Making Fishers into Farmers? Mozambique’s IDPs Need Livelihood Support

A woman walks along a street in Pemba on May 25, 2021. Photo by John Wessels/AFP via Getty Images.

A displaced woman in central Mozambique held up a corn stalk, shriveled from heat and too much sun. She shuffled toward my colleague in sandy, dry soil and said, “you can have it if you want. It’s of no use to me.” In an area that is supposed to have largely recovered from devastating cyclones, many displaced people are still struggling to eke out a living. They are located inland in settlements far from their fishing villages, and are now trying to survive as farmers—in blistering heat and with little to no farming experience. Yet without support to learn this new vocation in a changing climate, many are facing hunger, and find themselves unable to support their families.

Mozambique’s stunning coastline and fertile inland have increasingly been ravaged by cyclones and other tropical storms, which have grown in both number and intensity due to climate change. The World Bank estimates that climate change could push upwards of 1.6 million additional Mozambicans into poverty by 2050. Cyclone Idai, which hit in 2019, left people dangling in trees for days as waters surged and family members were swept away. Those who managed to survive walked for days without food or water. Even as aid was mobilized, it could not match the devastation many in the area faced. Just six weeks later, Mozambique was hit yet again by Cyclone Kenneth, which caused further devastation. In 2023, Cyclone Freddy, measured as one of the deadliest worldwide, hit Mozambique twice – first in February, and then in mid-March – and killed nearly 200 people.

Today, Mozambique’s central province of Sofala and its second-largest city, Beira, have returned to normal in many ways. The local, regional, and national governments learned from the storm, and have adopted some safeguards, including early warning systems, local disaster preparedness, and even cyclone insurance. In some instances, authorities have helped or required communities to relocate. But some more than 850,000 people remain displaced and may never be able to return home. Most aid groups have pulled out or reduced their presence. Many people are still in desperate conditions, and additional aid and development efforts must be tailored to help them survive, and begin to thrive.

Internally displaced people (IDPs) living in Guara Guara site – a couple hours drive inland from the larger city of Beira – were relocated by the government from coastal areas. While understandable, these relocation efforts have made it difficult for people to support themselves. Many relocation sites are far from people’s homes, and life has proven a constant struggle in these areas. On a recent visit to Mozambique, Refugees International met with IDPs who were uncertain where their next meal was coming from, and who had little access to healthcare or education. While some had returned or integrated into other communities, many still lived in makeshift homes with no clarity of what their future might hold.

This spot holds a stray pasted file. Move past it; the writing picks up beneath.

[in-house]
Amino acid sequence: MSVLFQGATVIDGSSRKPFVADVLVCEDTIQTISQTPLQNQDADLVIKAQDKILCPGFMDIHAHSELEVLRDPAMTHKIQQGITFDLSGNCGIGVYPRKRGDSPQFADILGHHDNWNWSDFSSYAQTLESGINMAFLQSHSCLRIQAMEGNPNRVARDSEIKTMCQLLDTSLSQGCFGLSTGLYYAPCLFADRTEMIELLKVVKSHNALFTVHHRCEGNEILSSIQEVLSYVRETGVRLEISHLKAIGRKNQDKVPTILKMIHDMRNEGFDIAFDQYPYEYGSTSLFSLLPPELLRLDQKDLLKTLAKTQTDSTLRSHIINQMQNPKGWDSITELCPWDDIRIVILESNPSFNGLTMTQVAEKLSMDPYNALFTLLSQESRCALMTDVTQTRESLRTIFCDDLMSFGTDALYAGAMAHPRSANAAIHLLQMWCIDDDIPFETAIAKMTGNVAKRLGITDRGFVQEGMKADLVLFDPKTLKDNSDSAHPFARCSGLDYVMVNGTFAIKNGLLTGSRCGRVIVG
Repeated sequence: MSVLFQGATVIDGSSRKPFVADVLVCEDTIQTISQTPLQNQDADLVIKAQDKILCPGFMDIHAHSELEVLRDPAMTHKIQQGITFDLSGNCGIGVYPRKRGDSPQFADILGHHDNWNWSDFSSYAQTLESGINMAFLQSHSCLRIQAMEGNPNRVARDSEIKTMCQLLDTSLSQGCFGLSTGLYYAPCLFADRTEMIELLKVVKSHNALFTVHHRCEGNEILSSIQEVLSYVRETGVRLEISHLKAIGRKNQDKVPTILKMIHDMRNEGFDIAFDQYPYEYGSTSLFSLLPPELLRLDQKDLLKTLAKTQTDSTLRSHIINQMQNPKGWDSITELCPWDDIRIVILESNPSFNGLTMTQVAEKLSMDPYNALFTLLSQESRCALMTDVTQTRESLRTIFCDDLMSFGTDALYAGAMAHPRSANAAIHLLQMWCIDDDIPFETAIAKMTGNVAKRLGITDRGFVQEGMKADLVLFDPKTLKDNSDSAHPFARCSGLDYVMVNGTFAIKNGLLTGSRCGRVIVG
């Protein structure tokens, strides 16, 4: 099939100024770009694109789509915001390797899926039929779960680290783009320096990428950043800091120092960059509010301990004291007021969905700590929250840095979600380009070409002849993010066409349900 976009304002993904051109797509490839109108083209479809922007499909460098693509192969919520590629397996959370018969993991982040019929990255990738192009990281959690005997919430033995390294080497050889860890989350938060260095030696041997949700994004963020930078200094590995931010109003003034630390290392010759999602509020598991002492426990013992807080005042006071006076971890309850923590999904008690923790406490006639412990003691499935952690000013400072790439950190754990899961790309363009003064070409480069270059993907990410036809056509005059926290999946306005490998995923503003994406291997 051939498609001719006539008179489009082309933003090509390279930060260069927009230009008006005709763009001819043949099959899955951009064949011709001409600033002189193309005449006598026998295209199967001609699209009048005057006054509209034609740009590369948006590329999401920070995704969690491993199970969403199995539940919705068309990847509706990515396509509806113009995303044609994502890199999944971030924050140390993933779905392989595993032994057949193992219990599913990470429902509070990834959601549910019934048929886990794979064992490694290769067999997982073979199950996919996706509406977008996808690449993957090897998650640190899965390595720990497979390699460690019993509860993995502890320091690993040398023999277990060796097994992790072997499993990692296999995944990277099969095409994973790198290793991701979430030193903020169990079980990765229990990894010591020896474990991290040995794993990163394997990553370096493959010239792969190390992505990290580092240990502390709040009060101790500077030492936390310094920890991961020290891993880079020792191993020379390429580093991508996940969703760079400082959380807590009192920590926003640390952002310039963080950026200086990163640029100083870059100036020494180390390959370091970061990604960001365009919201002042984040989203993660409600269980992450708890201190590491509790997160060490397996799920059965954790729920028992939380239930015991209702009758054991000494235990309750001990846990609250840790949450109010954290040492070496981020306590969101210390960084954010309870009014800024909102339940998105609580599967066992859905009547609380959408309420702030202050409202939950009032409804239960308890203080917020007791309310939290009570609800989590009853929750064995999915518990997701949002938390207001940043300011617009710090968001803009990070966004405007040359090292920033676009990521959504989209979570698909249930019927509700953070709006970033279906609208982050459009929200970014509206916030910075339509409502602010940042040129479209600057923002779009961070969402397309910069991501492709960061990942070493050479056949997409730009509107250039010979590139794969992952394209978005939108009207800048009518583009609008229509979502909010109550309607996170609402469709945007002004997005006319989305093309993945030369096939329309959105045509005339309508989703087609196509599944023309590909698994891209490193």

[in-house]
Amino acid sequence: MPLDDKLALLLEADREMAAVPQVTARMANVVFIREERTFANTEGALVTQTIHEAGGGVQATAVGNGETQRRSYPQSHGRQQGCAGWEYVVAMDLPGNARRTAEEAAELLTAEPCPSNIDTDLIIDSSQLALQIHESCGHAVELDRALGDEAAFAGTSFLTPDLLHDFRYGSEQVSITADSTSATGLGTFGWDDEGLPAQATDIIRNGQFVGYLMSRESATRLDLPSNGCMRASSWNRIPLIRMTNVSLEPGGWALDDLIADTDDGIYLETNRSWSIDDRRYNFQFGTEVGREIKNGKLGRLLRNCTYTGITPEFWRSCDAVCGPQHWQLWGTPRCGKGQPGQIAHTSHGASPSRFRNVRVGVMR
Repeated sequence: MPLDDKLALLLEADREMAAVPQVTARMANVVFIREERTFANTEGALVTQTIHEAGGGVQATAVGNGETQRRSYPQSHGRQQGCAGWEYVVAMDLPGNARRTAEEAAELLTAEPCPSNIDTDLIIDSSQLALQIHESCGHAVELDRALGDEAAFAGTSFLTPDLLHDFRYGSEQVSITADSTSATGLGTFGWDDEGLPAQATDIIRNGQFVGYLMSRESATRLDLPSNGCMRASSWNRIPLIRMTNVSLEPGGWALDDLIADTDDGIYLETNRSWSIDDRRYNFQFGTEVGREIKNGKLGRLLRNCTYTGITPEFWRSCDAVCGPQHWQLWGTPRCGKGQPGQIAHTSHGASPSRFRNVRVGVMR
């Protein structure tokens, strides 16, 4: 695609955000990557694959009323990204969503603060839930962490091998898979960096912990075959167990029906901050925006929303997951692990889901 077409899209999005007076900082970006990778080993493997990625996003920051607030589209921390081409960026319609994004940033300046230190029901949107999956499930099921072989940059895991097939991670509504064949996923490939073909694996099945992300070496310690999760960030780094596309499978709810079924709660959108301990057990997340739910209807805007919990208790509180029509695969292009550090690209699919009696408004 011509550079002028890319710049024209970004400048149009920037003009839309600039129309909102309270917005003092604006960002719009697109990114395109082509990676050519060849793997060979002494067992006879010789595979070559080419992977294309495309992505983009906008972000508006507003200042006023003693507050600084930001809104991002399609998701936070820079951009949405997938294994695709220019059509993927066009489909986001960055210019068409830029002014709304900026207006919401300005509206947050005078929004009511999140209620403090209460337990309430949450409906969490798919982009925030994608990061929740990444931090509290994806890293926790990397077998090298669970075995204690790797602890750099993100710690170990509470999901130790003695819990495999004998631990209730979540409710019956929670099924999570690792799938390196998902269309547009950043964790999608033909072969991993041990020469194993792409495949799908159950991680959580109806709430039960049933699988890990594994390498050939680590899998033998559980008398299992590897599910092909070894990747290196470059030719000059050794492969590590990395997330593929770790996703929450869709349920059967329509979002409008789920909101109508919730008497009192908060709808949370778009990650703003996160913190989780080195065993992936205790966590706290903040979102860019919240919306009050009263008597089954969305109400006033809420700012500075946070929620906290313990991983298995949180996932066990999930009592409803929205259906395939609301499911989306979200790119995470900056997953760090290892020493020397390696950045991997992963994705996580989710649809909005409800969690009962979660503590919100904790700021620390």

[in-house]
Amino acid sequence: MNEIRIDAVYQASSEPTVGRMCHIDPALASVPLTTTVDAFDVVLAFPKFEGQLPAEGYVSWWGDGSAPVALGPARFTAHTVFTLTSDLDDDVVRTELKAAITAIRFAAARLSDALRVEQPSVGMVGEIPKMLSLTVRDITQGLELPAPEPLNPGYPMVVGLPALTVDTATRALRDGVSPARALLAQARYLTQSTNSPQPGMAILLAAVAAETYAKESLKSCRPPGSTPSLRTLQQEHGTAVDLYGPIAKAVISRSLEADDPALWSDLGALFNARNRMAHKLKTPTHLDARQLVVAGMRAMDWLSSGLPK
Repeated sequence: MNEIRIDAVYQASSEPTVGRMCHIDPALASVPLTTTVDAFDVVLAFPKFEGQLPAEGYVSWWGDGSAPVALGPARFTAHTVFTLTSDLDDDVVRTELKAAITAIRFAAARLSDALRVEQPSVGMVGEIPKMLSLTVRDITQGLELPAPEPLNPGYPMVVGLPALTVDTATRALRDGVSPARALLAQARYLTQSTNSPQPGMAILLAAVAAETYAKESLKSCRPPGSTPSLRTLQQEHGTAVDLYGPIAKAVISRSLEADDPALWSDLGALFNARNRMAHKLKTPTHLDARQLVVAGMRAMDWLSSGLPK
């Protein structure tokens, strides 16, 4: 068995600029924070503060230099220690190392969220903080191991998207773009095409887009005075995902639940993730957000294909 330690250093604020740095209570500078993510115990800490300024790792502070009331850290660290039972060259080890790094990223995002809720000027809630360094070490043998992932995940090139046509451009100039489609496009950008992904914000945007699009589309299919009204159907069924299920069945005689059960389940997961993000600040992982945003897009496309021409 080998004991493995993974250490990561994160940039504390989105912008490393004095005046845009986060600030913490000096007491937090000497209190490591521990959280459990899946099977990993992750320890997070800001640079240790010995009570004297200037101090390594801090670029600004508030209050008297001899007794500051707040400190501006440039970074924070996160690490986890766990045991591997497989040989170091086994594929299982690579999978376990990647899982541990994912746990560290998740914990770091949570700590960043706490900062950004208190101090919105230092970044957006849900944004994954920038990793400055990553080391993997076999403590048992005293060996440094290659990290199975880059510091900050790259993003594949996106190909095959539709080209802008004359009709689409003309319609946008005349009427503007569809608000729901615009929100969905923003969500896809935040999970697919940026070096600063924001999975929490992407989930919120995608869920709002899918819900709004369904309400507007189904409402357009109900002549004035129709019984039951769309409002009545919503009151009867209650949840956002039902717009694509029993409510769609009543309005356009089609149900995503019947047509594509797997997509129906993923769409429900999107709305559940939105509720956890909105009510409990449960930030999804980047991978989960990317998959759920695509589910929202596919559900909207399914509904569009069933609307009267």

Their stories suggested a disconnect between what aid actors were delivering and what communities felt they needed. Relief groups were helping IDPs to get back on their feet – for example, by providing land, or in some cases, permanent housing. However, these services may not be enough, and may not be in step with what the population wants. They face the difficult choice of staying and trying to make a living on farmland that is not very fertile, or going back to their risk-prone homes to fish until the next round of flooding or disaster strikes.

The government of Mozambique is the first actor responsible for helping people adapt to these realities, and the National Adaptation Plan – the country’s strategy to respond to the changing climate – is the starting point for addressing these issues. Aid and development groups are also well-aware of the risks of mismatched assistance, as demonstrated by cases where seeds or other assistance is given to those who might not be able to make use of it. They emphasize the need to do careful surveys and assessments to ensure that aid is effective. But aid actors are also limited in what they can do. Reduced aid budgets limit progress, and there is pressure to shift resources to the north of the country where conflict-related displacement is growing in light of attacks on civilians. To get the response right, aid actors must engage early and often with the displaced population and local communities as they design and implement their programs. Livelihood programming must also be a priority from the start to help populations from one sector, such as fishing, rebuild their lives by working in an entirely different sector, such as agriculture. Vocational training can play a key role. In addition, relocation efforts should also strive to keep communities closer to their place of origin, and to have greater participatory decision-making in relocation destinations.

While not a panacea, close consultation with local communities, and further engagement with displaced people in the design and implementation of any and all livelihood activities will improve the overall response and rebuilding — both in Mozambique and in countries facing the dual challenges of displacement and climate threats globally.

Featured image: A woman walks along a street in Pemba on May 25, 2021. Photo by John Wessels/AFP via Getty Images.